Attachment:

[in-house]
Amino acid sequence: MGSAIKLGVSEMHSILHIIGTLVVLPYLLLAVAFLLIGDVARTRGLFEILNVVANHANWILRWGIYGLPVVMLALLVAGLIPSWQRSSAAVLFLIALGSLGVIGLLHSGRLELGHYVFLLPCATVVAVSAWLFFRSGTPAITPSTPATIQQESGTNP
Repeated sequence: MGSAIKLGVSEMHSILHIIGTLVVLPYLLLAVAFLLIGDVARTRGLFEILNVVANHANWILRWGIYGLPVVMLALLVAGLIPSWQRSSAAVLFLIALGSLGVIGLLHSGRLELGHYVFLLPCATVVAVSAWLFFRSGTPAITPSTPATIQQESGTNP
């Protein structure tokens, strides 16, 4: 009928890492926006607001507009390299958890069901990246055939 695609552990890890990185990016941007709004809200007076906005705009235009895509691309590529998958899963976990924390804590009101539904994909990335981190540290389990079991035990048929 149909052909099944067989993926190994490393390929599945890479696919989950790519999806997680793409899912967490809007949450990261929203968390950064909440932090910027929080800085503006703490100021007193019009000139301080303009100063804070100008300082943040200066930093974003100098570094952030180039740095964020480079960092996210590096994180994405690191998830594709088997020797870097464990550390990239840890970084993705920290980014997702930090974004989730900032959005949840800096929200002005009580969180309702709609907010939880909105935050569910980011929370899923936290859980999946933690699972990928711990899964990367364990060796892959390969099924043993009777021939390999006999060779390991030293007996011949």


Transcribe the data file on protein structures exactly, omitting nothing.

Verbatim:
[in-house]
Amino acid sequence: MGSAIKLGVSEMHSILHIIGTLVVLPYLLLAVAFLLIGDVARTRGLFEILNVVANHANWILRWGIYGLPVVMLALLVAGLIPSWQRSSAAVLFLIALGSLGVIGLLHSGRLELGHYVFLLPCATVVAVSAWLFFRSGTPAITPSTPATIQQESGTNP
Repeated sequence: MGSAIKLGVSEMHSILHIIGTLVVLPYLLLAVAFLLIGDVARTRGLFEILNVVANHANWILRWGIYGLPVVMLALLVAGLIPSWQRSSAAVLFLIALGSLGVIGLLHSGRLELGHYVFLLPCATVVAVSAWLFFRSGTPAITPSTPATIQQESGTNP
């Protein structure tokens, strides 16, 4: 009928890492926006607001507009390299958890069901990246055939 695609552990890890990185990016941007709004809200007076906005705009235009895509691309590529998958899963976990924390804590009101539904994909990335981190540290389990079991035990048929 149909052909099944067989993926190994490393390929599945890479696919989950790519999806997680793409899912967490809007949450990261929203968390950064909440932090910027929080800085503006703490100021007193019009000139301080303009100063804070100008300082943040200066930093974003100098570094952030180039740095964020480079960092996210590096994180994405690191998830594709088997020797870097464990550390990239840890970084993705920290980014997702930090974004989730900032959005949840800096929200002005009580969180309702709609907010939880909105935050569910980011929370899923936290859980999946933690699972990928711990899964990367364990060796892959390969099924043993009777021939390999006999060779390991030293007996011949």